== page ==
flatlined, what you need to remember is that the associate experience at a so called "top" US firm is very different to the associate experience even at an MC firm. Which again is different to the experience you get at a major international firm, which is different to the experience at a large national firm, which is different to the experience at a boutique, which is different to the experience at regional or local firms.

There is a whole world of law firms out there which sit between "US PE firms with 2000 billable hour targets" and "small boutique firm doing sports law". Somewhere like Taylor Wessing for example sits in the middle and would offer interesting international work - they have offices in 33 countries - and would pay something like £45k for trainees and £70k on qualification, with a tier 1 ranking for mid-market M&A and tier 2 ranking for mid-market private equity in the legal 500, but with nothing like the drudgery and long hours that you experience. I believe their target hours are 1600 and people will be getting paid a bonus without necessarily achieving that.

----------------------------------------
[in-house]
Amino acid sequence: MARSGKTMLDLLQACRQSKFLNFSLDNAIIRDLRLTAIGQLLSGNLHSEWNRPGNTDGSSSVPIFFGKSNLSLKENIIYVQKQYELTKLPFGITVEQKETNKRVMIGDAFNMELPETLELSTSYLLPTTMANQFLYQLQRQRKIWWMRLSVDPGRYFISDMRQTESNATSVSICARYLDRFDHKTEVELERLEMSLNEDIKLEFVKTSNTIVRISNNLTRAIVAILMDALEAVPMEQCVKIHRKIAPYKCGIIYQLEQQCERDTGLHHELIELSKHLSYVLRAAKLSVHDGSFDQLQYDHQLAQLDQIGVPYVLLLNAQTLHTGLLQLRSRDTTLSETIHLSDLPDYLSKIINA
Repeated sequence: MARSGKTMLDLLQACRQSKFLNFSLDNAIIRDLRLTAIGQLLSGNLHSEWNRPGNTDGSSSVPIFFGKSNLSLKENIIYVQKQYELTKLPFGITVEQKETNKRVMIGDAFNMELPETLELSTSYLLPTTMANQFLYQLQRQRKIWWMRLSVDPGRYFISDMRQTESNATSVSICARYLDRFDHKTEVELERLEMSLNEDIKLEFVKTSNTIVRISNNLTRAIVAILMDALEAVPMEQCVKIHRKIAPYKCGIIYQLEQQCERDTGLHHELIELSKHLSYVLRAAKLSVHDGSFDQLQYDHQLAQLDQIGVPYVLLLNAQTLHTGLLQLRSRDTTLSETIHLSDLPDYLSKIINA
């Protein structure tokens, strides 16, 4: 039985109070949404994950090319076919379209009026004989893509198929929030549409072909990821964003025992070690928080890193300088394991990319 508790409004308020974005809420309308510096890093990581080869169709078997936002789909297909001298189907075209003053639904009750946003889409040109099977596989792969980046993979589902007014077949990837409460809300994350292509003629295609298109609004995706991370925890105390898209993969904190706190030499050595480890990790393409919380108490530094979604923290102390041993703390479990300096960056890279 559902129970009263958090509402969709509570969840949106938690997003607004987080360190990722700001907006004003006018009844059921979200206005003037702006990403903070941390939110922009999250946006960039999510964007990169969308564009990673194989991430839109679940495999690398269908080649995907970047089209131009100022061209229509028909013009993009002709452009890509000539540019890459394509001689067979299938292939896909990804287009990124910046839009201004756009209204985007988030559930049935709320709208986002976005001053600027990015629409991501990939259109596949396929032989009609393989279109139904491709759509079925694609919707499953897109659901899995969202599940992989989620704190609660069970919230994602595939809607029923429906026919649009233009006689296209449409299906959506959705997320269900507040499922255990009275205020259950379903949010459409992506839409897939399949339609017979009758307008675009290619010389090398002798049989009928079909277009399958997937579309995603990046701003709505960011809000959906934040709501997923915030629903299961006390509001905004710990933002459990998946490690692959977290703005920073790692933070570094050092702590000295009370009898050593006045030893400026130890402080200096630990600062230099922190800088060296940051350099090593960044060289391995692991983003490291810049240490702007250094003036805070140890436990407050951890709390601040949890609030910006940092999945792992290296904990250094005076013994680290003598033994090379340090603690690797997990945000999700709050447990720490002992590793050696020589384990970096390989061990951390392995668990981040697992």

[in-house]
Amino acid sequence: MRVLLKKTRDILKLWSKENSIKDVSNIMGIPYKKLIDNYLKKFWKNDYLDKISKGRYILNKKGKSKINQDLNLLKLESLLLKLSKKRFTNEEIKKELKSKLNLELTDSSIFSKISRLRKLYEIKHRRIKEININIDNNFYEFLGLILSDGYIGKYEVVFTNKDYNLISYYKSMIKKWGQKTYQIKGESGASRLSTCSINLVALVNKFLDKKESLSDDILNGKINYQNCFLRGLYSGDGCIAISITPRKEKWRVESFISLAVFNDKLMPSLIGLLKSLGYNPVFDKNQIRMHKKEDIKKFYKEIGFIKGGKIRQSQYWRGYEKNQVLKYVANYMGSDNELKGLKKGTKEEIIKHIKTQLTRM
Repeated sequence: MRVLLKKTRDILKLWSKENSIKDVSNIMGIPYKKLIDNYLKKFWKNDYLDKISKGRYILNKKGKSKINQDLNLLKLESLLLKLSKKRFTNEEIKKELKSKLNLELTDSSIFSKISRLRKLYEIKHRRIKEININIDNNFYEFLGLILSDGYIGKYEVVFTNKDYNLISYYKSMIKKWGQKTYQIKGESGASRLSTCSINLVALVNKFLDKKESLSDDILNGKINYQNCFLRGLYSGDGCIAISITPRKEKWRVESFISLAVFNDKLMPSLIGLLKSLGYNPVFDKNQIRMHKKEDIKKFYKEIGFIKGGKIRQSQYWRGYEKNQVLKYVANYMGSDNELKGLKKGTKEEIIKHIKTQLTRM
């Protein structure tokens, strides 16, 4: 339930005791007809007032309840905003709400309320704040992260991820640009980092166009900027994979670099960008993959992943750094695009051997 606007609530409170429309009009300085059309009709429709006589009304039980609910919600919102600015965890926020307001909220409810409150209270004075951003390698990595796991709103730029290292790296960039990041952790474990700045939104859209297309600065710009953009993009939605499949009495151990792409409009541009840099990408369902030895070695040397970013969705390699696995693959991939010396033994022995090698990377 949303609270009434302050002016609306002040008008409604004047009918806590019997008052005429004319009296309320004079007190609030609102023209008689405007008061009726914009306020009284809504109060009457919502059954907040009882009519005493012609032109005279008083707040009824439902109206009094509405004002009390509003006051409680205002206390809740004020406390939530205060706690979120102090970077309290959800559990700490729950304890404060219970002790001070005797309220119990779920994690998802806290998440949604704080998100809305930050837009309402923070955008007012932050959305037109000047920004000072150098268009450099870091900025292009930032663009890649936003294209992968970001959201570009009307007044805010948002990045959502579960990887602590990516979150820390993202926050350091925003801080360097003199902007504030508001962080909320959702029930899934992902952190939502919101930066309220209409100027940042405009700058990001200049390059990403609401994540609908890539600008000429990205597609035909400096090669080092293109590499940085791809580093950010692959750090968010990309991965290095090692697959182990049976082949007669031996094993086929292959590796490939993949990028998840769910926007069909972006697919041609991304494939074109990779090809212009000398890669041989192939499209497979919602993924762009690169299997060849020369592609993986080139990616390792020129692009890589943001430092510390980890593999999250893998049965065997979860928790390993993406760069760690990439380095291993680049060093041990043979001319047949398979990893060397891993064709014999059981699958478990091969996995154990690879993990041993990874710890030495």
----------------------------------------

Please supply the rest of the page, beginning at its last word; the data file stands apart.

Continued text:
People like the Op will find they get have scope to get much more responsibility at a junior level at a mid-market firm than at a US or MC firm. Of course the Op's experience won't be relevant to the work the "top" US firms do anyway, since they tend to focus on a limited range of practice areas (e.g. private equity and international arbitration) without substantial IP departments. One of the main reasons why the US and MC firms are the most profitable is because they have a very high number of associates to each partner. UK firms tend to have a much lower partner-associate leverage.

In my current shop I see a lot more trainees and NQs in their thirties than in my previous MC shop - which I guess is because the "work all night and all hours" mentality is fine when you are single and in your early twenties, but less feasible as people get older and especially for people starting families. I do vouch that the trainees/NQs with more experience can get markedly more responsibility than trainees at the previous shop (though admittedly the £-value of the matters they work on can be a bit smaller, but is still very substantial).